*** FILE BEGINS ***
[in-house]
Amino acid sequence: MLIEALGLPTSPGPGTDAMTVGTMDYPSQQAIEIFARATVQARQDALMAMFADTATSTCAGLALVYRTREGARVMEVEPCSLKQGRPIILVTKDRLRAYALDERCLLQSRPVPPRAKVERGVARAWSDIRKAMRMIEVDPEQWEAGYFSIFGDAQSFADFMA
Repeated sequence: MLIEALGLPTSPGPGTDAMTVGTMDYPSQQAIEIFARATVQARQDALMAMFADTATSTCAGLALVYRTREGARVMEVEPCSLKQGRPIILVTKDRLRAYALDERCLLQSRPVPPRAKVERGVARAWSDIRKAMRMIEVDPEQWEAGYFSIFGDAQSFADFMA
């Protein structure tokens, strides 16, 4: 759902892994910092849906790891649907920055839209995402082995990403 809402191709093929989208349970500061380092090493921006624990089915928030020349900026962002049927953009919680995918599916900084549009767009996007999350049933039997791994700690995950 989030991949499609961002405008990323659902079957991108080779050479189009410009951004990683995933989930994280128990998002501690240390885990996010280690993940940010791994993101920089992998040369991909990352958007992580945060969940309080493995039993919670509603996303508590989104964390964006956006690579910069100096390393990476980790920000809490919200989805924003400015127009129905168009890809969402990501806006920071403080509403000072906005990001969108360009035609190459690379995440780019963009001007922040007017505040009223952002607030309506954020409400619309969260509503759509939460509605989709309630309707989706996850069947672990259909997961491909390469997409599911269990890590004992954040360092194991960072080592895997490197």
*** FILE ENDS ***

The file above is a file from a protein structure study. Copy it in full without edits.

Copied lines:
[in-house]
Amino acid sequence: MLIEALGLPTSPGPGTDAMTVGTMDYPSQQAIEIFARATVQARQDALMAMFADTATSTCAGLALVYRTREGARVMEVEPCSLKQGRPIILVTKDRLRAYALDERCLLQSRPVPPRAKVERGVARAWSDIRKAMRMIEVDPEQWEAGYFSIFGDAQSFADFMA
Repeated sequence: MLIEALGLPTSPGPGTDAMTVGTMDYPSQQAIEIFARATVQARQDALMAMFADTATSTCAGLALVYRTREGARVMEVEPCSLKQGRPIILVTKDRLRAYALDERCLLQSRPVPPRAKVERGVARAWSDIRKAMRMIEVDPEQWEAGYFSIFGDAQSFADFMA
């Protein structure tokens, strides 16, 4: 759902892994910092849906790891649907920055839209995402082995990403 809402191709093929989208349970500061380092090493921006624990089915928030020349900026962002049927953009919680995918599916900084549009767009996007999350049933039997791994700690995950 989030991949499609961002405008990323659902079957991108080779050479189009410009951004990683995933989930994280128990998002501690240390885990996010280690993940940010791994993101920089992998040369991909990352958007992580945060969940309080493995039993919670509603996303508590989104964390964006956006690579910069100096390393990476980790920000809490919200989805924003400015127009129905168009890809969402990501806006920071403080509403000072906005990001969108360009035609190459690379995440780019963009001007922040007017505040009223952002607030309506954020409400619309969260509503759509939460509605989709309630309707989706996850069947672990259909997961491909390469997409599911269990890590004992954040360092194991960072080592895997490197």